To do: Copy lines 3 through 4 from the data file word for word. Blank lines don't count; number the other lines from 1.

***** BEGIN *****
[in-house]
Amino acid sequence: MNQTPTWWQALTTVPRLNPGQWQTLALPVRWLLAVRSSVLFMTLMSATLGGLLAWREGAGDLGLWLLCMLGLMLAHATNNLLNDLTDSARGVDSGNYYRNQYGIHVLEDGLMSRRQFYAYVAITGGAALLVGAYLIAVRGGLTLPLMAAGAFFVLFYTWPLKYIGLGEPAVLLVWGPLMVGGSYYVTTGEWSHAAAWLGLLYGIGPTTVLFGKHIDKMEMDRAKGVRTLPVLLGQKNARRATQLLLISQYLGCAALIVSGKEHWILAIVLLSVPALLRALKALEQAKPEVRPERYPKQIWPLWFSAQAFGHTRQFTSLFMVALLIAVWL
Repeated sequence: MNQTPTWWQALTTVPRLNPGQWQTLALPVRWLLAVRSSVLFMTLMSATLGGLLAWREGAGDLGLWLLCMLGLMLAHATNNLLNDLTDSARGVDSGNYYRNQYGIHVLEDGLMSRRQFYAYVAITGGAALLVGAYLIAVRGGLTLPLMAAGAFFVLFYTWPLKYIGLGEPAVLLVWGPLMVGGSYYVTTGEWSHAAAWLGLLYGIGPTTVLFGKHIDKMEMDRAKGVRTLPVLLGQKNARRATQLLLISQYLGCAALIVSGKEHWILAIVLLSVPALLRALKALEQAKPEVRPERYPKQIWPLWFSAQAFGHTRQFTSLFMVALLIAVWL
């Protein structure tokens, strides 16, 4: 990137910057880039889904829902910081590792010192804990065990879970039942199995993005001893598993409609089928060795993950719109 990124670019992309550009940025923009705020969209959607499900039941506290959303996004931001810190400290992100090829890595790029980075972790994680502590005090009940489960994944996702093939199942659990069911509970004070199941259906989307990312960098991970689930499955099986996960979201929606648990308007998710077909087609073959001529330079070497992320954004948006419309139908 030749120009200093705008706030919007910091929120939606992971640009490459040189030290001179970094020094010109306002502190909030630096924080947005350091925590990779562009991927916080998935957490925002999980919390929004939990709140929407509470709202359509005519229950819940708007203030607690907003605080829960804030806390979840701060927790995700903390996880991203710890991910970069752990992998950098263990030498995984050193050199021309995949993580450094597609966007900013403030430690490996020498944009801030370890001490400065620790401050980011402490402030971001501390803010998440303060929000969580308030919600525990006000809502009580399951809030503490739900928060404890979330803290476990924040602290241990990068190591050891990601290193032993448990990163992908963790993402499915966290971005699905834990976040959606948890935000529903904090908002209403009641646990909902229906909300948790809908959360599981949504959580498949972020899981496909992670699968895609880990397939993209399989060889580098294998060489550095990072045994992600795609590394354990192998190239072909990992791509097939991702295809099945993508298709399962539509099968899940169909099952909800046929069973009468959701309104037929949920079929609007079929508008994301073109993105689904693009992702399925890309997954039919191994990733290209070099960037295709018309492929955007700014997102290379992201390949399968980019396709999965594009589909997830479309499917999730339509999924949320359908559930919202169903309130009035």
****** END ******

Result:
Repeated sequence: MNQTPTWWQALTTVPRLNPGQWQTLALPVRWLLAVRSSVLFMTLMSATLGGLLAWREGAGDLGLWLLCMLGLMLAHATNNLLNDLTDSARGVDSGNYYRNQYGIHVLEDGLMSRRQFYAYVAITGGAALLVGAYLIAVRGGLTLPLMAAGAFFVLFYTWPLKYIGLGEPAVLLVWGPLMVGGSYYVTTGEWSHAAAWLGLLYGIGPTTVLFGKHIDKMEMDRAKGVRTLPVLLGQKNARRATQLLLISQYLGCAALIVSGKEHWILAIVLLSVPALLRALKALEQAKPEVRPERYPKQIWPLWFSAQAFGHTRQFTSLFMVALLIAVWL
């Protein structure tokens, strides 16, 4: 990137910057880039889904829902910081590792010192804990065990879970039942199995993005001893598993409609089928060795993950719109 990124670019992309550009940025923009705020969209959607499900039941506290959303996004931001810190400290992100090829890595790029980075972790994680502590005090009940489960994944996702093939199942659990069911509970004070199941259906989307990312960098991970689930499955099986996960979201929606648990308007998710077909087609073959001529330079070497992320954004948006419309139908 030749120009200093705008706030919007910091929120939606992971640009490459040189030290001179970094020094010109306002502190909030630096924080947005350091925590990779562009991927916080998935957490925002999980919390929004939990709140929407509470709202359509005519229950819940708007203030607690907003605080829960804030806390979840701060927790995700903390996880991203710890991910970069752990992998950098263990030498995984050193050199021309995949993580450094597609966007900013403030430690490996020498944009801030370890001490400065620790401050980011402490402030971001501390803010998440303060929000969580308030919600525990006000809502009580399951809030503490739900928060404890979330803290476990924040602290241990990068190591050891990601290193032993448990990163992908963790993402499915966290971005699905834990976040959606948890935000529903904090908002209403009641646990909902229906909300948790809908959360599981949504959580498949972020899981496909992670699968895609880990397939993209399989060889580098294998060489550095990072045994992600795609590394354990192998190239072909990992791509097939991702295809099945993508298709399962539509099968899940169909099952909800046929069973009468959701309104037929949920079929609007079929508008994301073109993105689904693009992702399925890309997954039919191994990733290209070099960037295709018309492929955007700014997102290379992201390949399968980019396709999965594009589909997830479309499917999730339509999924949320359908559930919202169903309130009035």